In 2016, the Equal Employment Opportunity Commission (“EEOC”) released guidance regarding employees’ right to medical leave under the Americans with Disabilities Act (“ADA”). The main takeaway should be this – employers’ who have rigid, inflexible policies regarding leave are likely violating the ADA. We posted a previous that covered a lot of the same issues.
All too often, our office receives calls from employees whose employers are making adverse employment decisions based on rigid leave policies, such as requiring employees to be 100% or 100% healed before they are permitted to return to work (meaning they cannot return to work with any restrictions), limiting the maximum amount of medical leave an employee can have before disciplinary action up to and including termination, and refusing to consider other options that would allow employees to return to work like reassignment.
The problem with each of the types of policies described above is simple – employers are not fulfilling their obligation to consider what reasonable accommodations would allow the employee to return to work. For 100% healed policies, or policies where employees are restricted from returning to work with any restrictions, the employer is explicitly stating its refusal to consider making any accommodations for the employee with a disability no matter how minor the accommodation may be. When an employer has a policy limiting the maximum amount of leave, such as a restriction beyond 12 weeks or the end of FMLA (if applicable), then the employer is again refusing to consider if additional medical leave of any length would be a reasonable accommodation. Like 100% healed (no restriction) policies, maximum leave policies also evidence employers’ refusal to consider additional leave no matter how short it may be. Finally, where employers do not engage in the interactive process in good faith to determine what accommodations are necessary to allow the employee to return to work, then they are violating the ADA.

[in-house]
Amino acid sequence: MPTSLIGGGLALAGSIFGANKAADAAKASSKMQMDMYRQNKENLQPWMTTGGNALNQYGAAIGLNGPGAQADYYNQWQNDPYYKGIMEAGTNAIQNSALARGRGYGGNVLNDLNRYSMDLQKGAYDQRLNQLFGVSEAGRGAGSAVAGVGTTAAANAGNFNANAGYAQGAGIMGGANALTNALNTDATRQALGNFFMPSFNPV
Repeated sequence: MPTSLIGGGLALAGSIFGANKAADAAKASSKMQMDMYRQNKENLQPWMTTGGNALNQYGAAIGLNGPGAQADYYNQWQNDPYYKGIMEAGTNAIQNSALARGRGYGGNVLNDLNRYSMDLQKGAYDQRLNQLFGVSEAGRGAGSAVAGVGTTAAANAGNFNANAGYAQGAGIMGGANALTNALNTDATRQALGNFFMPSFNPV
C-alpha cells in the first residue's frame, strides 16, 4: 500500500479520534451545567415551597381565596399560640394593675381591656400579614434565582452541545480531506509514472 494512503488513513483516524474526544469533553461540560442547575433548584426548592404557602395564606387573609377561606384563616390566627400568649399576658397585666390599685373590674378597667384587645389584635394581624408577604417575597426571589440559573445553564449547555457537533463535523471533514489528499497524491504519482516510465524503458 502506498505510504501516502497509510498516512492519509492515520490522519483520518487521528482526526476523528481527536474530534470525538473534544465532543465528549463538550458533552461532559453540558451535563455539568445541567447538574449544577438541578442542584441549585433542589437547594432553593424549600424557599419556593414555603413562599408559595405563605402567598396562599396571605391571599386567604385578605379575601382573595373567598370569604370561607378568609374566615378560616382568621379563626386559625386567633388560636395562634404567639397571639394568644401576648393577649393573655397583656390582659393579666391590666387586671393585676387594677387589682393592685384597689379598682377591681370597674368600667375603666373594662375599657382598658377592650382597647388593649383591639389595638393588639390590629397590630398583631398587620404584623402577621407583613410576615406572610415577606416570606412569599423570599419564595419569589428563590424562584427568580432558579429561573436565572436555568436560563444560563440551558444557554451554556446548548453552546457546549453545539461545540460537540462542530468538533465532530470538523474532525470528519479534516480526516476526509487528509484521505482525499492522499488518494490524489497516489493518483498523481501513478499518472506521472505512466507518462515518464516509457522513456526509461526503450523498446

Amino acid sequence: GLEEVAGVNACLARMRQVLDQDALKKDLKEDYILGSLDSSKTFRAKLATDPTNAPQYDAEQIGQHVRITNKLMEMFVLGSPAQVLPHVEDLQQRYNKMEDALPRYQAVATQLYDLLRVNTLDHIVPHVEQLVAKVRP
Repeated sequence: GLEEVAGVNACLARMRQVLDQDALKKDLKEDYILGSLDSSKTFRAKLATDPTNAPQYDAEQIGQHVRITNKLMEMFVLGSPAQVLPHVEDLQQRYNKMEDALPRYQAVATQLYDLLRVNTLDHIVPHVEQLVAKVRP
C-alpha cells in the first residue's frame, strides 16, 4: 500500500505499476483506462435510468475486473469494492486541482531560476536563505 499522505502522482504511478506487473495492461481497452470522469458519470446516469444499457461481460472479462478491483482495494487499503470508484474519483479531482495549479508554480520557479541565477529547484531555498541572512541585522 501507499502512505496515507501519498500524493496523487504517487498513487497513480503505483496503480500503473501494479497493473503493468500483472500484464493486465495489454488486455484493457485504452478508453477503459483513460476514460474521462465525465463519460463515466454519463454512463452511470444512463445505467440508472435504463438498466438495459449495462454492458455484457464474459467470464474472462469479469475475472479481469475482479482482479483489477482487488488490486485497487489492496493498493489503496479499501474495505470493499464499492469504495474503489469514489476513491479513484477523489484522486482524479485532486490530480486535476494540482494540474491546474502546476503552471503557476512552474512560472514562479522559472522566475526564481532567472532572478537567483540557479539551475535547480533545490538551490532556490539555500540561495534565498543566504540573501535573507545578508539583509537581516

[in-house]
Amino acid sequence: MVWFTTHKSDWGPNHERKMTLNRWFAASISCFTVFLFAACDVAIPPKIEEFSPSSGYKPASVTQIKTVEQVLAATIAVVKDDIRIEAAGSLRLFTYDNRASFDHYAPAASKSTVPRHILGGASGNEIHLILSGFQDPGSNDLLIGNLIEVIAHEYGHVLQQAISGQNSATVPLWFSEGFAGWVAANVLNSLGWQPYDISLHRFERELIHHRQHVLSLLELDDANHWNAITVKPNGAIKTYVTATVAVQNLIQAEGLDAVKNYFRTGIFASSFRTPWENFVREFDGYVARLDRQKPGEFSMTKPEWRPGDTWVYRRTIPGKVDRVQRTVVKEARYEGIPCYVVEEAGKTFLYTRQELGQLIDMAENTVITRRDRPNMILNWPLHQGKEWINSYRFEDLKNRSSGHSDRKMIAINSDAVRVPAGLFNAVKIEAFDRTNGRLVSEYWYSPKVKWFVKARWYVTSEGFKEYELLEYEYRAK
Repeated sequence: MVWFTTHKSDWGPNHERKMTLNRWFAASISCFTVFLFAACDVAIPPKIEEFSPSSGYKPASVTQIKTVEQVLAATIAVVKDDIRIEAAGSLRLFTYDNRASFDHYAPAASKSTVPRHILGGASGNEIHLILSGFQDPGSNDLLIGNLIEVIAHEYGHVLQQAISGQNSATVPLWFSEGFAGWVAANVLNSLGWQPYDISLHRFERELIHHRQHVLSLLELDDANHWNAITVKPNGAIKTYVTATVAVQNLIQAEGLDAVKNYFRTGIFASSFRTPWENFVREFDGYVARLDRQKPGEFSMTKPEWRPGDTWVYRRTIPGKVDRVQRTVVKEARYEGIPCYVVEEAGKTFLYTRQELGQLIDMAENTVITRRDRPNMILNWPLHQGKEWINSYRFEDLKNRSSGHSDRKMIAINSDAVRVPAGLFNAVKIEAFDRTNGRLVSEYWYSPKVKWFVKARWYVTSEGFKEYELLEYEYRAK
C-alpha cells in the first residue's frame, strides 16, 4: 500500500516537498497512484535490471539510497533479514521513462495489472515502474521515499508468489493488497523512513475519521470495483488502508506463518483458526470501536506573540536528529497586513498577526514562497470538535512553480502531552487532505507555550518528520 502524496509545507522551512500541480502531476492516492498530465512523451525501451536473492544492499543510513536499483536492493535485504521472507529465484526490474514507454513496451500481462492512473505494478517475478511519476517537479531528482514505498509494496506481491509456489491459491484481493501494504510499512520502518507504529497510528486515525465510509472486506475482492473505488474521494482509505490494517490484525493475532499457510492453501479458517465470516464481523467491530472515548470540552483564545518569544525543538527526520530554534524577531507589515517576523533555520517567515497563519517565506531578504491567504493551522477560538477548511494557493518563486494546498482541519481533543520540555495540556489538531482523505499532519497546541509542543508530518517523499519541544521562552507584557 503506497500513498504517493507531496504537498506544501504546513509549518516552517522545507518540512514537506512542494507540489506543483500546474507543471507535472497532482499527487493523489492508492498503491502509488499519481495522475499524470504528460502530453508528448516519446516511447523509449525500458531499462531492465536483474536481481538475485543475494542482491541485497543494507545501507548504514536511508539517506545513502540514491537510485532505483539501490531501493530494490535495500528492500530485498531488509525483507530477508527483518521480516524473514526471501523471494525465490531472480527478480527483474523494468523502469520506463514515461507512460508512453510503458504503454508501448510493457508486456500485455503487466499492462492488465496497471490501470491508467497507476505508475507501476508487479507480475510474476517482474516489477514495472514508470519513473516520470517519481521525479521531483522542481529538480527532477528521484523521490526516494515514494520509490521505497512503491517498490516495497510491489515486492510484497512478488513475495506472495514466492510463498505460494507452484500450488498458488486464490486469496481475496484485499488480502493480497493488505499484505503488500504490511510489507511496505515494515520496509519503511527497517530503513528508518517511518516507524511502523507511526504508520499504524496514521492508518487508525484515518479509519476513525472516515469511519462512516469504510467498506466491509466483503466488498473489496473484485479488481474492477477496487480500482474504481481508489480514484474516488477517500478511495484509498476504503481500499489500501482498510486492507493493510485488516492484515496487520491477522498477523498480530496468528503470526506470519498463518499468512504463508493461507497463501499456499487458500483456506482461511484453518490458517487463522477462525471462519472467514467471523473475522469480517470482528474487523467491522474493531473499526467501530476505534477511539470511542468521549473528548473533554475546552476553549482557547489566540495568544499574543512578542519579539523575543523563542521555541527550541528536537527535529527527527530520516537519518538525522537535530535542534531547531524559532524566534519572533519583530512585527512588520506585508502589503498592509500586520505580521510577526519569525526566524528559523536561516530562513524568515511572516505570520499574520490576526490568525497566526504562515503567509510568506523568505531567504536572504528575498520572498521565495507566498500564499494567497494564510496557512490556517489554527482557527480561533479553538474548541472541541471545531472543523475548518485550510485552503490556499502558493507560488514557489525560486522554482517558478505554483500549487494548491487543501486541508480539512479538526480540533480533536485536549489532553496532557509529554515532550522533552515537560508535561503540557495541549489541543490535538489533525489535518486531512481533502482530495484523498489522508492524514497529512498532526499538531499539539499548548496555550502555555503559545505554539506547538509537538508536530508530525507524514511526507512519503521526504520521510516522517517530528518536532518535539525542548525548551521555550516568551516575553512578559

Employers must be flexible when faced with an employee who needs medical leave as an accommodation. If employers have black and white policies that fail to consider the burden caused by the additional medical leave, those policies likely violate the ADA and the employees’ right to medical leave.
If you have questions about your legal right to medical leave, then you should speak with our Ohio discrimination attorneys immediately who are experienced in handling ADA cases. Our firm prides itself on protecting employees’ right to medical leave by challenging policies which violate the ADA. We have assisted employees in all stages of their requests for medical leave.
Call our office today at 1-614-949-1181 to speak with Ohio disability discrimination lawyers for a FREE consultation about your employer’s medical leave policies or any discipline you have received because of your medical-related absences. EEOC guidance regarding employees’ right to medical leave under ADA